Keflezighi, who turns 41 in 2016, will try along with Bernard Lagat to become the oldest U.S. Olympic runner of all time, according to Keflezighi (UCLA) and Lagat (Washington State) competed against each other in college in the 1990s.

They still text.

“We inspire each other,” Keflezighi said. “[1996 Olympic champion] Allen Johnson, I remember in the 110-meter hurdles, I saw him doing it at 39, jumping over all of those things. I said, you know what, I’ve just got to maintain five-minute [mile] pace as long as I can.”

Keflezighi will be in Boston two days after the NYC Half, for more appearances and functions.

“Then head back to seclusion and train,” he said, “and disappear.”

In 2014, Keflezighi arrived in Boston three days before the race on a redeye from San Diego. He wants to keep a similar schedule this year but also acknowledged one pre-race difference on Thursday.

“I’m going to wear bib No. 1,” Keflezighi said of what will be pinned on the back of his singlet (his front bib will still read “MEB”). “That’s earned, not given.”

Galen Rupp talks training with Mo Farah, marathons, weird drug test story

Chloe Kim, Elana Meyers Taylor among Olympians to join presidential sports council

Elana Meyers Taylor, President Joe Biden

Chloe Kim and Elana Meyers Taylor are among the Olympic and Paralympic medalists set to join the President’s Council on Sports, Fitness, & Nutrition.

President Joe Biden intends to appoint the snowboarder Kim, bobsledder Meyers Taylor, retired Olympic medalists Chaunté Lowe (track and field) and Tamika Catchings (basketball) and Paralympic medalist Melissa Stockwell (triathlon) to the council, among other athletes and people in the health and fitness fields, it was announced Friday.

Stephen and Ayesha Curry are also on the list.

The council “aims to promote healthy, accessible eating and physical activity for all Americans, regardless of background or ability.”

Last year, Biden appointed basketball gold medalist Elena Delle Donne a co-chair of the council.

Kim, the two-time reigning Olympic halfpipe champion, sat out this past season but is expected to return to competition for a third Olympic run in 2026.

Meyers Taylor, the most decorated U.S. Olympic bobsledder in history with medals in all five of her Olympic events, sat out this past season due to pregnancy. She took her first bobsled run in 13 months this past week in Lake Placid, New York.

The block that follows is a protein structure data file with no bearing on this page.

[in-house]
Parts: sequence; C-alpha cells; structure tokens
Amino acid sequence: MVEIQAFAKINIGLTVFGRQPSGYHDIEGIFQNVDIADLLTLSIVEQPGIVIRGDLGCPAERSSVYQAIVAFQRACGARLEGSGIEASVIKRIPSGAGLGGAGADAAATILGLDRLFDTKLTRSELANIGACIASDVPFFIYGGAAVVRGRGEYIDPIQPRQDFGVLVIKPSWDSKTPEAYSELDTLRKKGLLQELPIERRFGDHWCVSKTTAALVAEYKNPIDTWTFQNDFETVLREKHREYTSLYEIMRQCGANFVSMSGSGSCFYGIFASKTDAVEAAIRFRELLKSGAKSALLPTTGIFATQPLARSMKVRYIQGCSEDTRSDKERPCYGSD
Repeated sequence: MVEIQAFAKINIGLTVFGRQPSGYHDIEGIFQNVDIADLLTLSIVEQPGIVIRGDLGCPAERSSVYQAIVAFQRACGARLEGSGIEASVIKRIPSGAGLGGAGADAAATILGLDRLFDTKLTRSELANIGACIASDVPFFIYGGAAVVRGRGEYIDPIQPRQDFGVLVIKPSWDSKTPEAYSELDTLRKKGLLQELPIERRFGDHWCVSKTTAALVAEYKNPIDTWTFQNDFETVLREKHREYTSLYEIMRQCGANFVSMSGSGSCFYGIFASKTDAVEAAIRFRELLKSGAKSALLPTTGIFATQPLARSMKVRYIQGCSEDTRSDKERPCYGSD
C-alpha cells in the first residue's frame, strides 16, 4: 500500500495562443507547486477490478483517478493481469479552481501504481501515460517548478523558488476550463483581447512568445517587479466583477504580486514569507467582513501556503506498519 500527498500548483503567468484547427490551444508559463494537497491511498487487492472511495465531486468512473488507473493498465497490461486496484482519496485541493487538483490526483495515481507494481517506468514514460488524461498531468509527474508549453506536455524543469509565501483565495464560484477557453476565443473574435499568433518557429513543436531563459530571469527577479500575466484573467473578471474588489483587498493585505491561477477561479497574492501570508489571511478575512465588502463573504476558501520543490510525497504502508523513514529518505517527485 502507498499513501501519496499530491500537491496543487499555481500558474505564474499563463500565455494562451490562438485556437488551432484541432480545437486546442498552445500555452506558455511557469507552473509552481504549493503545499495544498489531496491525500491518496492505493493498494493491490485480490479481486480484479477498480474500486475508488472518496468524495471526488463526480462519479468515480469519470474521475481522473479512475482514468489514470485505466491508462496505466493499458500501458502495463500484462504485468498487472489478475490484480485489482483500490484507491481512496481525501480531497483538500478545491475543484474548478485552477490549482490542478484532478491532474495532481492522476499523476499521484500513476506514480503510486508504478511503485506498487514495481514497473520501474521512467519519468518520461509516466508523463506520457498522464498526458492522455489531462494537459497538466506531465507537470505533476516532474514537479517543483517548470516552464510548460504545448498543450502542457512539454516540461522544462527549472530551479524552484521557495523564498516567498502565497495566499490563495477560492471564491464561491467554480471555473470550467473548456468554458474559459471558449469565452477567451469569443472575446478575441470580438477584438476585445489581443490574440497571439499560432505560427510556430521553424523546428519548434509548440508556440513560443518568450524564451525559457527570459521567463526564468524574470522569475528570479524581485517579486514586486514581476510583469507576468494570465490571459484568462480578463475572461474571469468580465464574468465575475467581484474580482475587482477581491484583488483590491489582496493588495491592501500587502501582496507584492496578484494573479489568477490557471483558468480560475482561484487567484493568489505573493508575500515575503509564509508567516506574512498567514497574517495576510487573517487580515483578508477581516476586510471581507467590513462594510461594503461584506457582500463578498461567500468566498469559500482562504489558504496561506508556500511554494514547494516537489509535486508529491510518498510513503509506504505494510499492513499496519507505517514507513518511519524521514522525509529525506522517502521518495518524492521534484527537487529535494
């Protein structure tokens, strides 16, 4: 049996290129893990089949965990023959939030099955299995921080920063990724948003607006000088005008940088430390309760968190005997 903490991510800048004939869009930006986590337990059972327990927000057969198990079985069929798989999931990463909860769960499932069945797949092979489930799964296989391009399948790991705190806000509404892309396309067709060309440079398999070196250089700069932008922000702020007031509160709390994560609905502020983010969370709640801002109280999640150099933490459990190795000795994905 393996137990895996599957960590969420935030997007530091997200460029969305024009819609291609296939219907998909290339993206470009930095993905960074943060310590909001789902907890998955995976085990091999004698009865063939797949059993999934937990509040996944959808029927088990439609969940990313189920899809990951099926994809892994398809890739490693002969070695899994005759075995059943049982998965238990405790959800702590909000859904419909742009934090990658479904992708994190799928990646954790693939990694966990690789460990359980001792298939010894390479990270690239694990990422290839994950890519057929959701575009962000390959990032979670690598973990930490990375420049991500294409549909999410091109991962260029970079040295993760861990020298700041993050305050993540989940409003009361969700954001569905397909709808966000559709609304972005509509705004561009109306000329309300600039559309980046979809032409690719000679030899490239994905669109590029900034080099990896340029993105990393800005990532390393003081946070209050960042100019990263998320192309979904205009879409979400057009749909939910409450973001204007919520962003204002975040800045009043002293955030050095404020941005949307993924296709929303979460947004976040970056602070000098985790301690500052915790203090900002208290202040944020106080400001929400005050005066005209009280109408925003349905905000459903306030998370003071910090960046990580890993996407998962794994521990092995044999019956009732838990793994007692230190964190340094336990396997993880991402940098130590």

There is a long history of Olympians and Paralympians serving on the council, which was created in 1956.

In 2017, Barack Obama appointed medalists including gymnast Gabby Douglas, soccer player Carli Lloyd and fencer Ibtihaj Muhammad.

Others to previously be on the council include sprinter Allyson Felix, figure skater Michelle Kwan and swimmer and triathlete Brad Snyder.

Members serve for two years and can be reappointed.

OlympicTalk is on Apple News. Favorite us!

Kaori Sakamoto wins figure skating worlds; top American places fourth


Kaori Sakamoto overcame a late error in her free skate to become the first Japanese figure skater to win back-to-back world titles and the oldest women’s world champion since 2014.

Sakamoto, 22, totaled 224.61 points on home ice in Saitama to prevail by 3.67 over Lee Hae-In of South Korea in the closest women’s finish at worlds since 2011.

Belgium’s Loena Hendrickx took bronze, edging 16-year-old American Isabeau Levito for a medal by 2.77 points.

Sakamoto is the oldest women’s singles world champion since Mao Asada (2014), who is now the only Japanese skater with more world titles than Sakamoto.

She appeared en route to an easier victory until singling a planned triple flip late in her free skate, which put the gold in doubt. She can be thankful for pulling off the second jump of that planned combination — a triple toe loop — and her 5.62-point lead from Wednesday’s short program.